Remember here that Marce is the vocative form of Marcus because he is being directly addressed. Also, why does someone need to know where Marcus' daughters are sleeping?
Well, if someone came around asking in latin where my daughters are sleeping, I'll be in the know. Also, I'd be terrified, but I would understand. Now I need to learn to say, "get out."
"Go away" would be "abi" or "abite", depending on how many people you're talking to.
In Rome, I am sure an ite and a sword to the throat would get appropiate intent across.
Vampire looking for a meal a cultist in need of some sacrifices. Nothing wierd.
Like Call Case in old Russian
If so, then why does the latin say Marce? In the latin, he's also directly addressing Marcus. It's misleading
Every Greco-Roman myth starts this way.
Do you want minotaurs? Because that's how you get minotaurs.
Im having a real struggle distinguishing between filii and filluae from the speaker's voice . Without knowing the context or seeing the writing I have to just take a guess on what is being said. Not very satisfactory.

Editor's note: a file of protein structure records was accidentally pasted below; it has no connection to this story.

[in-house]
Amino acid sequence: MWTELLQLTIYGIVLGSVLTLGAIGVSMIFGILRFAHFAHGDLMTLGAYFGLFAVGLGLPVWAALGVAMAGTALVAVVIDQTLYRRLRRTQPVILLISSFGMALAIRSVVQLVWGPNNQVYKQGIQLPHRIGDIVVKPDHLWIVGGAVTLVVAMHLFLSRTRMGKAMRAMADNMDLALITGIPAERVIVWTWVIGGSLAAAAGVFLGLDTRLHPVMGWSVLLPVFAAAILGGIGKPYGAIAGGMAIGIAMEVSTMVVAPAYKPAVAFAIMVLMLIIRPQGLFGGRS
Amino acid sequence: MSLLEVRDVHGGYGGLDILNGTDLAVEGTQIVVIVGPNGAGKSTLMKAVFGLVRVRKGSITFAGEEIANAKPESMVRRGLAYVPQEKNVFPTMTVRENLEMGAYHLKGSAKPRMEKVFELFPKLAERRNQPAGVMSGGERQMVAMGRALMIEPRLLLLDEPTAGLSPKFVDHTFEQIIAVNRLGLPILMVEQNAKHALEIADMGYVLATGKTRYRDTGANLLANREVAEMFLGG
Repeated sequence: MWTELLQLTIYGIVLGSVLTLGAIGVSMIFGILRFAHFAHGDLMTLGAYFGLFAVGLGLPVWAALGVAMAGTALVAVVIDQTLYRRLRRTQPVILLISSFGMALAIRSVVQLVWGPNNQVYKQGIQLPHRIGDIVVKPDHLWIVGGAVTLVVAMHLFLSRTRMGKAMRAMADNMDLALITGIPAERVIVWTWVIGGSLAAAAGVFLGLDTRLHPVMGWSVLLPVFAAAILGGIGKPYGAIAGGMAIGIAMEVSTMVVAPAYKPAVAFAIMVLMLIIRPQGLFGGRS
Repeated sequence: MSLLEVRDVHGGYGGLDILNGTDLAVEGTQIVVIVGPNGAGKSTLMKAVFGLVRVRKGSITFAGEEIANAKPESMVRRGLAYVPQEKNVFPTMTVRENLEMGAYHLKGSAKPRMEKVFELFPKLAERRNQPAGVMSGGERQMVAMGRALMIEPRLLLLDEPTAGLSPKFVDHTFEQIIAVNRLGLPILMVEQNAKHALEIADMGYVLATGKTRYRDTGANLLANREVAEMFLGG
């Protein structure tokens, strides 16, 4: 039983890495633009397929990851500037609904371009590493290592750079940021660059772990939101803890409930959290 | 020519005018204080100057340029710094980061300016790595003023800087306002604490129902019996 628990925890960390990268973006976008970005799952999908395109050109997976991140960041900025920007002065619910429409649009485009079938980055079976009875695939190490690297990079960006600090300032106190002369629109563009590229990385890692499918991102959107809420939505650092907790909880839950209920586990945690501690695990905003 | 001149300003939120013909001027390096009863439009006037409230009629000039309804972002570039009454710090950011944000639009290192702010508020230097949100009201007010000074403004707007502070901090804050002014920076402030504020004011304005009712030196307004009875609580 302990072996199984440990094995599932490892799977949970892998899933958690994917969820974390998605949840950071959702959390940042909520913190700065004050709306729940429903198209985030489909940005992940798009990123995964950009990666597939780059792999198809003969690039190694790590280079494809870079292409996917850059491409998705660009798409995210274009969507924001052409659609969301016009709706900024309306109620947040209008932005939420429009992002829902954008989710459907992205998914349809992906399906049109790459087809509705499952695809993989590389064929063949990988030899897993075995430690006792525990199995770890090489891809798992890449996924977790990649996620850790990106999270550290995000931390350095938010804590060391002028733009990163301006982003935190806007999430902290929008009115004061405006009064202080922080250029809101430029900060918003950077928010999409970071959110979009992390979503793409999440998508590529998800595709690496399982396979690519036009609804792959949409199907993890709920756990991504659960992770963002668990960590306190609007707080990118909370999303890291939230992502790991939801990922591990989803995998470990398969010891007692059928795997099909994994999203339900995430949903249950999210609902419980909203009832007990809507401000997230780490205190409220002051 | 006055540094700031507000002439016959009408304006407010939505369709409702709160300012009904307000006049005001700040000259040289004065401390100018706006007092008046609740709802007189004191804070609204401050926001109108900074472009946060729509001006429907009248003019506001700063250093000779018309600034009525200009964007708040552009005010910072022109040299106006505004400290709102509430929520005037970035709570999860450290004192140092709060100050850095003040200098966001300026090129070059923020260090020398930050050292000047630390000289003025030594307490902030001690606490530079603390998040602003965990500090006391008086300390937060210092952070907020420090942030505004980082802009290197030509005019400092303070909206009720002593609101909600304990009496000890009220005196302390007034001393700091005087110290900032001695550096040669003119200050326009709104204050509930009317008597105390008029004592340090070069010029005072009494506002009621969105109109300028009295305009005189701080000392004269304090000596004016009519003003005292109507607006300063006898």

You'll need to flag the lesson and report a problem with the audio.
This is a fun question...
I Mean Its Just A Question
Why does the vocative form of the name get carried over into English, when it does not happen in English?
It doesn't. Only the nominative form is the one we use in English.
I don't understand you.
The name is always Marcus in English, not Marce. The vocative form is only applied to the Latin.
The vocative form is in Lithuanian I believe.
Why is the verb not at the end of the sentence?
Because it's a question, and questions bring the focus word toward the front.
In Lithuanian, Latvian and the most of the Slavic languages.
Marce, ubi dormiunt filiae tuae. Is that correct?
Looks alright, why do you ask?
If is in vocative, and clicking on thw words it says "hay Marcus"; why duolingo consider it a mistake if I write "hey Marcus" instead of "Marcus"?